Troubled Refuge: Struggling for Freedom in the Civil War by Chandra Manning published by Knopf (2016) 416 pages. $30.00 hardcover, $14.99 Kindle.
Troubled Refuge: Struggling for Freedom in the Civil War by Chandra Manning examines the interplay of black refugees who arrived by the thousands into Union army camps as the United States forces penetrated ever deeper into the empire of slavery and the Federal policies towards black people that evolved in response to the refugee crisis. Professor Manning provides revealing details of African American interactions with white Northerners which turned the Federal government from the stalwart protector of slavery into the defender of the rights of black men and women. For the first time in American history, the United States government became the protector of blacks fleeing slavery against the wealthy whites who hoped to re-enslave them.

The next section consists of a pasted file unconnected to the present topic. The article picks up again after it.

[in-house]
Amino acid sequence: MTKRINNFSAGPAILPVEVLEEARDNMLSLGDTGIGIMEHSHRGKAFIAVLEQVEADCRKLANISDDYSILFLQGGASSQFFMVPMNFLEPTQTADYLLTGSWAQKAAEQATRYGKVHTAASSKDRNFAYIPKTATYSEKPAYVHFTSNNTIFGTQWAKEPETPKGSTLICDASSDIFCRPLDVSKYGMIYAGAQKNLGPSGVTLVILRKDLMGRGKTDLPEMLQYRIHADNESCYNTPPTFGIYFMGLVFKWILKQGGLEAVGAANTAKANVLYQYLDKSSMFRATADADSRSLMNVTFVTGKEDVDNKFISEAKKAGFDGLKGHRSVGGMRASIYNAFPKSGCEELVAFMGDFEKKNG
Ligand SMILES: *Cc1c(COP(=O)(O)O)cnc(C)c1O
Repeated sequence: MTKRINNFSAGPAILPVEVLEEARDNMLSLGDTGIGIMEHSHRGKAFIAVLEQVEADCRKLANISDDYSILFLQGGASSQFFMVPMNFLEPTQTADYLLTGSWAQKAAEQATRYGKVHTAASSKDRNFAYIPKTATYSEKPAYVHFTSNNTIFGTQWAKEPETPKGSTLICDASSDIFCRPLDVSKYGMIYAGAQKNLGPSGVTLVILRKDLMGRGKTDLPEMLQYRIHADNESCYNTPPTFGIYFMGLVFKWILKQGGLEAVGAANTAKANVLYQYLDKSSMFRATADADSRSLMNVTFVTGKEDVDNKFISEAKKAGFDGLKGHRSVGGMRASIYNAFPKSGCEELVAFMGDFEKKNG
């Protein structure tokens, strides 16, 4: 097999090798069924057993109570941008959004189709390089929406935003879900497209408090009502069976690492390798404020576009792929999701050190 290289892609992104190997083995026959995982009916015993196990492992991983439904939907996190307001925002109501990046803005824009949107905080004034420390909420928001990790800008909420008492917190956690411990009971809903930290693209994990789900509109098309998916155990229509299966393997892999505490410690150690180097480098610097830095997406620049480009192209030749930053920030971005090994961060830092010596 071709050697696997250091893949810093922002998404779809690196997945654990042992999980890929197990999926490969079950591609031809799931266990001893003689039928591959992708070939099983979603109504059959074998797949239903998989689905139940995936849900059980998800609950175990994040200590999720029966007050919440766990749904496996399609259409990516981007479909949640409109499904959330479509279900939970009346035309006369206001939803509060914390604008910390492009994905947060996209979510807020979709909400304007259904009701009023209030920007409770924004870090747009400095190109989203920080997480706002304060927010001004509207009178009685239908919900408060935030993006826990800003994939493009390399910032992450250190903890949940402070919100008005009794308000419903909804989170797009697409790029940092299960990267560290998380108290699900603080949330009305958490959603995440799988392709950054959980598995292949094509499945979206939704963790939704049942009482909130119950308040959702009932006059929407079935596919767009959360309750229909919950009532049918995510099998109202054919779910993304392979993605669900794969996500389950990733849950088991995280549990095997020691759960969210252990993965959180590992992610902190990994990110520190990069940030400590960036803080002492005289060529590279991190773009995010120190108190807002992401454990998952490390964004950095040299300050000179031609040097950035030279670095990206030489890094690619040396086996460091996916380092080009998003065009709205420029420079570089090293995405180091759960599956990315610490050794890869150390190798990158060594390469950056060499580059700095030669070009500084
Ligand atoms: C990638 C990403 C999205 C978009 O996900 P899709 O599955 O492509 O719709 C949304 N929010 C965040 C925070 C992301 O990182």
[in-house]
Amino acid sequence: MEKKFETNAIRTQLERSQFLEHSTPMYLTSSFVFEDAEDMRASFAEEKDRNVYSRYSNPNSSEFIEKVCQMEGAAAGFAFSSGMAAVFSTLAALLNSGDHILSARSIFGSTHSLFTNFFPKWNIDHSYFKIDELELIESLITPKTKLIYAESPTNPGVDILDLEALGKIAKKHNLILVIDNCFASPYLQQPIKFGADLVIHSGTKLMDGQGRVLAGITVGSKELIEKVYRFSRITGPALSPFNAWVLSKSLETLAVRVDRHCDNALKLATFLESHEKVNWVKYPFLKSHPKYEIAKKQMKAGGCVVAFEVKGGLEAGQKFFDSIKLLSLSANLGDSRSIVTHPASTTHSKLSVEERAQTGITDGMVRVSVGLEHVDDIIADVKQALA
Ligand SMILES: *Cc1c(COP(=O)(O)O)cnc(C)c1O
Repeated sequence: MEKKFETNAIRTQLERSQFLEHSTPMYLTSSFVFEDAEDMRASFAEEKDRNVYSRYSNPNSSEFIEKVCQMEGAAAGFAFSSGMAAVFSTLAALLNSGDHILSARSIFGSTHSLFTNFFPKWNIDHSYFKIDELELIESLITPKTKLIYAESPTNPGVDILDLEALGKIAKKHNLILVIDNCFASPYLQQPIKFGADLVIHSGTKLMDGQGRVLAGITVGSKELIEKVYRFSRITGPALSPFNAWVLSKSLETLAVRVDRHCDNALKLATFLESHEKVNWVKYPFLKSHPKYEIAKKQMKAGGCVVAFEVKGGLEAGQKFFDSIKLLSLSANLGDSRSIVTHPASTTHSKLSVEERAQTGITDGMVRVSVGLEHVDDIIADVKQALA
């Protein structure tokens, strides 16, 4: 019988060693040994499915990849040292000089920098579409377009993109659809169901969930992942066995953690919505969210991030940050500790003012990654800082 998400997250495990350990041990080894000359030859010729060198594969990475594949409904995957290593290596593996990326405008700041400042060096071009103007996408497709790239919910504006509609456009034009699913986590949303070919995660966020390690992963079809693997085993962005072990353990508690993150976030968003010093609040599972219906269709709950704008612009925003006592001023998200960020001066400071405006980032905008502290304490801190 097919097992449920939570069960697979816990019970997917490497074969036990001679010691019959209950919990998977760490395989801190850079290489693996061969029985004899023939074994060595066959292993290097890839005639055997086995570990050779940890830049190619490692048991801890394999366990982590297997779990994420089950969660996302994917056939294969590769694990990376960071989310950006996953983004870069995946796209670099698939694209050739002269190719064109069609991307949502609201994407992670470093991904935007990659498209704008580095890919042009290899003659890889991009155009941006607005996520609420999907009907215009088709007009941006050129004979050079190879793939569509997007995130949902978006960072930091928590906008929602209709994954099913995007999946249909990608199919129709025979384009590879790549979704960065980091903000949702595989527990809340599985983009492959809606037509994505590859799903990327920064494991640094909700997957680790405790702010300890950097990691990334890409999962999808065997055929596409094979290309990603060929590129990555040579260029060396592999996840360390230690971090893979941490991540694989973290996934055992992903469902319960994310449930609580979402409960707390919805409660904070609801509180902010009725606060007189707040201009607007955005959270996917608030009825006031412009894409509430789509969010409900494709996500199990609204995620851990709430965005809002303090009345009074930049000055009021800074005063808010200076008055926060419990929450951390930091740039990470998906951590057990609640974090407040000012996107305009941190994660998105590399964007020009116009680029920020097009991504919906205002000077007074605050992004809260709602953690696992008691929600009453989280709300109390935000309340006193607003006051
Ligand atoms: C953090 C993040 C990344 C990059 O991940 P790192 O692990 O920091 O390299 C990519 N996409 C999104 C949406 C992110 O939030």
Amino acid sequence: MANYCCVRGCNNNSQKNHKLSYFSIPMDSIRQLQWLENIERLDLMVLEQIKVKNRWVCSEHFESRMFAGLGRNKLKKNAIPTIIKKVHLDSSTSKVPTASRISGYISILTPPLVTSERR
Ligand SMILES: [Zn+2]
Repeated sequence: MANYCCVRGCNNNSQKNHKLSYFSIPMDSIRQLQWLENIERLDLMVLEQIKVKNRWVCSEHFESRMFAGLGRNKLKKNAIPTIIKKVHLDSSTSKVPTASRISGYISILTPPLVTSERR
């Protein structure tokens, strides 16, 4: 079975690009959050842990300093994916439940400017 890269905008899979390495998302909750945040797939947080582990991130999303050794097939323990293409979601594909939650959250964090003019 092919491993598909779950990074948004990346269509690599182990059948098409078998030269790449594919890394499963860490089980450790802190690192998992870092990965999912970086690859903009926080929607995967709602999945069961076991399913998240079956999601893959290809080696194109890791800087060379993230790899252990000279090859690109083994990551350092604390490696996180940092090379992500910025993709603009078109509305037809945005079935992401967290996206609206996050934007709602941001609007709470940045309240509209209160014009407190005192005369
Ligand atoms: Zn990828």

The book provides background on the situation of refugees, the complete unpreparedness of the Federal government to receive them in 1861, and the evolution of refugee policies, laws, and agencies over four years of war. What began as chaos was given some sense of order after the Emancipation Proclamation when black male refugees became soldiers and insisted that their wives and children be protected while they fought.
This is not the definitive work on black refugees during and after the war. That study is yet to be written. It is a useful introduction to the topic for the serious student of the war.
Reviewed by Patrick Young, Esq. I am Special Professor of Immigration Law at Hofstra University School of Law and Director of the Law School's Immigration Law Clinic as well as Program Director at the Central American Refugee Center.
(Note: Mike asked that we include a brief biographical note at the end of book reviews.)